Stable coins are in focus this year in response to last year’s frenzy in crypto markets where daily swings versus the US Dollar of 10%+ were fairly common. The fate of bitcoin as a global currency was then quickly decided: it is too volatile to meet the three requirements that define a currency - store of value, medium of payment & unit of account. In a short period of time, $300m of funding went into over 50 stable coin projects globally to solve the problem.
|| BITCOIN & GOLD VOLATILITY
When discussing stability, it is important to first agree on what it means to be stable. If bitcoin is the reference currency - many of its supporters already see it that way - then it is stable by construction. People in general imply stability versus the US Dollar which we will discuss here.
Despite record calm experienced recently - with bitcoin moving on average less than S&P500 in October - it is likely the cryptocurrency will remain reasonably volatile over the short term as this nascent asset hasn’t reached its critical mass yet. Over the long run, some structural forces could however modify the picture and allow bitcoin to “self-stabilize”.
If one asset can give us a flavor of what bitcoin could look like in ten years, it’s probably gold. Bitcoin is often described as the “digital” version of the shiny metal: the two assets in particular share similarities in the way they are being issued with inelastic and exogeneous supply functions. The yearly inflation rate of bitcoin, irrespective of what its price does, is at 4% currently compared to gold at 2%. This is one of the technical reason why stable coins got traction in the first place: if the supply function is determined in advance then it cannot adjust to demand shocks which force adjustments to be made only through price and hence it can’t be stable.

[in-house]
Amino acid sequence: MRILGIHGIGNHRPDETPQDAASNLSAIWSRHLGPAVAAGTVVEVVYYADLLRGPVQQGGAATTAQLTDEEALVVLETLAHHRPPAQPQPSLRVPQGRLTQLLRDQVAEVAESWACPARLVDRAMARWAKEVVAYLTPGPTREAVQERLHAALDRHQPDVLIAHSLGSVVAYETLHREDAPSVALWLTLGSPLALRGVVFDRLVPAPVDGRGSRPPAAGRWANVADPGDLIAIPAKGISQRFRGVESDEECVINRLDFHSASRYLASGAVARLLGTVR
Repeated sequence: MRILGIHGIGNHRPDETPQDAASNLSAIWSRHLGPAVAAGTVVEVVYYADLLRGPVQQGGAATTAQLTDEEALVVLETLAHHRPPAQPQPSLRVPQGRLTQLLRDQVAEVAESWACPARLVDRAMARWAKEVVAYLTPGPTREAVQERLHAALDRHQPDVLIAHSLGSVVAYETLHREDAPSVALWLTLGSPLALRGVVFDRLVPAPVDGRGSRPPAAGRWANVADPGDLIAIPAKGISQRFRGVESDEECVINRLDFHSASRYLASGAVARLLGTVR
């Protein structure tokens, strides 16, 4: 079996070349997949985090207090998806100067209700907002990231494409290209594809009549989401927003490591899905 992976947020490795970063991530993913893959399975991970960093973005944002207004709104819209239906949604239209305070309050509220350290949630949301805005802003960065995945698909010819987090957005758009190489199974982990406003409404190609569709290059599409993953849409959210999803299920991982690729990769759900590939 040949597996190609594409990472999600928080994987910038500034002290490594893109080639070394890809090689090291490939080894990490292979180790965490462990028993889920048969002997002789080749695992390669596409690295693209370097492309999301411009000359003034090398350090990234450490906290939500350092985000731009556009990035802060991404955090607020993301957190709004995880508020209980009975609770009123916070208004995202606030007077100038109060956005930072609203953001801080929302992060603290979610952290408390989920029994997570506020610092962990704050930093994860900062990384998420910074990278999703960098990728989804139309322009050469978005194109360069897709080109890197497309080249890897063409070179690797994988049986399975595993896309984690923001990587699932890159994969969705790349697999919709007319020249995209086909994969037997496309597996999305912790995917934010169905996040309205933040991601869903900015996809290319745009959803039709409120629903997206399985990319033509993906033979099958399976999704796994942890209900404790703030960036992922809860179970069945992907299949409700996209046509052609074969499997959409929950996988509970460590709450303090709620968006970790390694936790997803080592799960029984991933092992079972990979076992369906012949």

Statistics on gold volatility since 1991
|wdt_ID||Years||Average absolute daily price change||No of > 2.5% days (%)||Average absolute monthly price change|
|1||1991 - 1995||0.42%||0.56%||2.10%|
|2||1996 - 2000||0.52%||1.11%||2.66%|
|3||2001 - 2005||0.70%||1.83%||3.32%|
|4||2006 - 2010||1.00%||7.38%||4.68%|
|5||2011 - 2015||0.76%||3.33%||4.24%|
|6||2016 - 2017||0.60%||0.99%||3.30%|
Gold should logically also experience the same problem. With a daily average volatility of 0.67% since 1991, it is however one of the most stable asset globally and is widely perceived as the ultimate store of value. One of bitcoin’s value proposition is to compete in this particular use case and our best guess is that it will - should it succeed - be ultimately highly stable. Part of this evolution will come as a consequence of a shift in the public’s perception as people understand better what bitcoin has to offer and gradually start seeing the asset as a safe haven. However, the process could potentially take decades and bitcoin should probably show some stability first as a prerequisite. Derivatives products might contribute speeding up the journey.
|| THE RISE OF BITCOIN FUTURES IS CONTRIBUTING TO ITS STABILITY QUEST